Possible role for a calcium-activated, phospholipid-dependent protein kinase in mode of action of DSCG

Ronit Sagi-Eisenberg*

*Corresponding author for this work

Research output: Contribution to journalArticlepeer-review

Abstract

Ronit Sagi-Eisenberg suggests that the anti-allergic drug disodium cromoglycate (DSCG) exerts its inhibitory activity on mast cell degranulation by interacting with a Ca2+- and phospholipid-dependent protein kinase C involved in the stimulus-secretion coupling of these cells. Her hypothesis is based on similarities between the conditions required to activate this kinase and those needed to evoke secretion. In addition, binding of DSCG of mast cells leads to protein phosphorylation; protein kinase C has been shown to play a dual role in the activation and termination of the secretory process in RBL-2H3 cells. Hence, the Ca2+ phospholipid-dependent protein kinase C appears to be an attractive candidate for the protective action of DSCG.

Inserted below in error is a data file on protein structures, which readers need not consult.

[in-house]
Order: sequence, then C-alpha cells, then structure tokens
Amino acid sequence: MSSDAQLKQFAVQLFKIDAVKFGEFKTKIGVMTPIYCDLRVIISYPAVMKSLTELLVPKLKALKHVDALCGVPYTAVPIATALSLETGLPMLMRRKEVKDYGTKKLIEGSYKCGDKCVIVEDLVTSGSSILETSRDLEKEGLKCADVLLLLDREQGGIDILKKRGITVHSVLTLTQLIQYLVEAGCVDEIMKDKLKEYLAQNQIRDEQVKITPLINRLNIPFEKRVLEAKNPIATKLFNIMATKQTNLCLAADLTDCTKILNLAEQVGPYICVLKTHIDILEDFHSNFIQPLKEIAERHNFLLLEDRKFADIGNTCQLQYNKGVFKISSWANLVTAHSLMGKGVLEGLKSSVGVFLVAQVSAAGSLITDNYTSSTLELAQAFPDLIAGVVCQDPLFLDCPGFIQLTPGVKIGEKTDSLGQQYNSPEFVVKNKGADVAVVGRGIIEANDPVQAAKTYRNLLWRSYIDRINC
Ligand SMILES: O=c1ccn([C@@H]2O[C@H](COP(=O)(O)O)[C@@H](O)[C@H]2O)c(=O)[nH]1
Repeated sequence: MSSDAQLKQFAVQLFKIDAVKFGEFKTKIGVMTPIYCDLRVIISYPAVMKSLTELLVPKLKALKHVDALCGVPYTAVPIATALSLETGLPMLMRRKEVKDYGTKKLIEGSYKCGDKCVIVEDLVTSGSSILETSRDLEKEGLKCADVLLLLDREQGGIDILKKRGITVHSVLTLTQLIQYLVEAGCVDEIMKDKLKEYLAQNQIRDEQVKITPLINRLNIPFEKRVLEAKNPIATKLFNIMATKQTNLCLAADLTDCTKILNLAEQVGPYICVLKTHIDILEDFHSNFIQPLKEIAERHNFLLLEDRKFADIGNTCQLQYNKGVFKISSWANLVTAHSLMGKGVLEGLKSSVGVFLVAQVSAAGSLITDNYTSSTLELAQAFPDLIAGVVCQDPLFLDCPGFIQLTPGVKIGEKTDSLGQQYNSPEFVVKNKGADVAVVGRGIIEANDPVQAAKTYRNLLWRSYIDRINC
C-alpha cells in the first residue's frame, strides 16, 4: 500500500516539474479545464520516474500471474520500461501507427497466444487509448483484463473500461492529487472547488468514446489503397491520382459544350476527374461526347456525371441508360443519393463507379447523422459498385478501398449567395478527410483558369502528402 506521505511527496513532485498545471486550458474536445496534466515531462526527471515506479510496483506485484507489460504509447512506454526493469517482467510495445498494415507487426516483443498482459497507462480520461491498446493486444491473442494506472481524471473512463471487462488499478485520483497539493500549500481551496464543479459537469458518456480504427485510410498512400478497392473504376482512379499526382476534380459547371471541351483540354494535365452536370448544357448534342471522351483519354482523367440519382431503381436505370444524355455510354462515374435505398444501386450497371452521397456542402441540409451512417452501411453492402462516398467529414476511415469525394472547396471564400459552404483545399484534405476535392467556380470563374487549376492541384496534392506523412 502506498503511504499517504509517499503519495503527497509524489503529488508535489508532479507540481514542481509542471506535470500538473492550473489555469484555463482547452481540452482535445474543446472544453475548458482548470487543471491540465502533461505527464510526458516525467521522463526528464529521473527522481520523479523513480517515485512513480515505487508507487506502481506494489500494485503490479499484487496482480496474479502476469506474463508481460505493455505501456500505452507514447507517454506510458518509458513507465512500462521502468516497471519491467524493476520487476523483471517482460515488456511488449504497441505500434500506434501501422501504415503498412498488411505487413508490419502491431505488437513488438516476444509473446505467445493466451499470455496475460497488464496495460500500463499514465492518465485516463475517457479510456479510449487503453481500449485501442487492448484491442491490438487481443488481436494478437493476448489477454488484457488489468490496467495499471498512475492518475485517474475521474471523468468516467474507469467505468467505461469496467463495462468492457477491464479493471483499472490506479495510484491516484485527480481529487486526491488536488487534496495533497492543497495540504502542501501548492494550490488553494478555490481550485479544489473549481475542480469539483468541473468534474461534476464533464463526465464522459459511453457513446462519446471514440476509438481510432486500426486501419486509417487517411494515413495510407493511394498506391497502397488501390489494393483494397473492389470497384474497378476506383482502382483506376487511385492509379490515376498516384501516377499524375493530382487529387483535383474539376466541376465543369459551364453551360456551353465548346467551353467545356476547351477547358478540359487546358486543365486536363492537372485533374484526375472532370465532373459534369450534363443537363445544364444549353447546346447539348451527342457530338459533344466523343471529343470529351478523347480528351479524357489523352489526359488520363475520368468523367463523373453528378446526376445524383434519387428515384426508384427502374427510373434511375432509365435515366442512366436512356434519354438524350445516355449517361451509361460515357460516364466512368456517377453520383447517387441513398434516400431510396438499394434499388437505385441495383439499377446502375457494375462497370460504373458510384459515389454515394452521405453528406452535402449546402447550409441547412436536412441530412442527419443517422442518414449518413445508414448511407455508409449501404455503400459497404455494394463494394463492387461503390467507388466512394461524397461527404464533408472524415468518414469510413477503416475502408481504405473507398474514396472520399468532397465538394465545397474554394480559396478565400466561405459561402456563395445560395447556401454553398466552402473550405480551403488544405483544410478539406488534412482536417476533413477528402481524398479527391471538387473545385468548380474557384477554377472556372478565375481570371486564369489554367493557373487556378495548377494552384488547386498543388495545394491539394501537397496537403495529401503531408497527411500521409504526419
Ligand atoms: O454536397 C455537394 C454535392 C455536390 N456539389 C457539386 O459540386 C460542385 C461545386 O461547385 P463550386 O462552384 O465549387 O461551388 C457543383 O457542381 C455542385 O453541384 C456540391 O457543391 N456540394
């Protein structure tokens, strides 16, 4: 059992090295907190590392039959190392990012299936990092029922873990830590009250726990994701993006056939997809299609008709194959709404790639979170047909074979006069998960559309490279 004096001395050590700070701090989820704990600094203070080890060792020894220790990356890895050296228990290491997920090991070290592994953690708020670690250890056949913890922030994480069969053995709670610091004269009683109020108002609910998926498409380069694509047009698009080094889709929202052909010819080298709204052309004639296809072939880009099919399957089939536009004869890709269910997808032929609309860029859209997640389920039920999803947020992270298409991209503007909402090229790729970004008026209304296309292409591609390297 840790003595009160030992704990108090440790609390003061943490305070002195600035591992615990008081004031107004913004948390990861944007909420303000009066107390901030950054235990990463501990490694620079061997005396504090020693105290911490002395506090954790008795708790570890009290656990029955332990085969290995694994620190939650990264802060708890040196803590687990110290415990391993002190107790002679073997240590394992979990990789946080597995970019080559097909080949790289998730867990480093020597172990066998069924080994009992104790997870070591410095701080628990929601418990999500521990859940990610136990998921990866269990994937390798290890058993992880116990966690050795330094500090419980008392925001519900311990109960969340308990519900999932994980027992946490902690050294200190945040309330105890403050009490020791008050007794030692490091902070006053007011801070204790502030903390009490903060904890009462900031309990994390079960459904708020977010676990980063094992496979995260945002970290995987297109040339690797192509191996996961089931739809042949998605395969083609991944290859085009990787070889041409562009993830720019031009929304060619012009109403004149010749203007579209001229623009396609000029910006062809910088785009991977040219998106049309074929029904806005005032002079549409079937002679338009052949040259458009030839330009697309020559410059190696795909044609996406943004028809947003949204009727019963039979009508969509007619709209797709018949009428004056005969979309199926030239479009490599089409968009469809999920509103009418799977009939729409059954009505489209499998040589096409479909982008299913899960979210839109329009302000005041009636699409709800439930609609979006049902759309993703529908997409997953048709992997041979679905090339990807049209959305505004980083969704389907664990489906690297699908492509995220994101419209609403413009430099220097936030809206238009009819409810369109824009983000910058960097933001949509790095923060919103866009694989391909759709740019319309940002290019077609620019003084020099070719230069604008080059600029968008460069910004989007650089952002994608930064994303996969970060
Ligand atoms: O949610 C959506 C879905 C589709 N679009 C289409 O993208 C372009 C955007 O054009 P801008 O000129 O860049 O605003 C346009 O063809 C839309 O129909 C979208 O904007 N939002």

Original languageEnglish
Pages (from-to)198-200
Number of pages3
JournalTrends in Pharmacological Sciences
Volume6
Issue numberC
DOIs
StatePublished - 1985
Externally publishedYes

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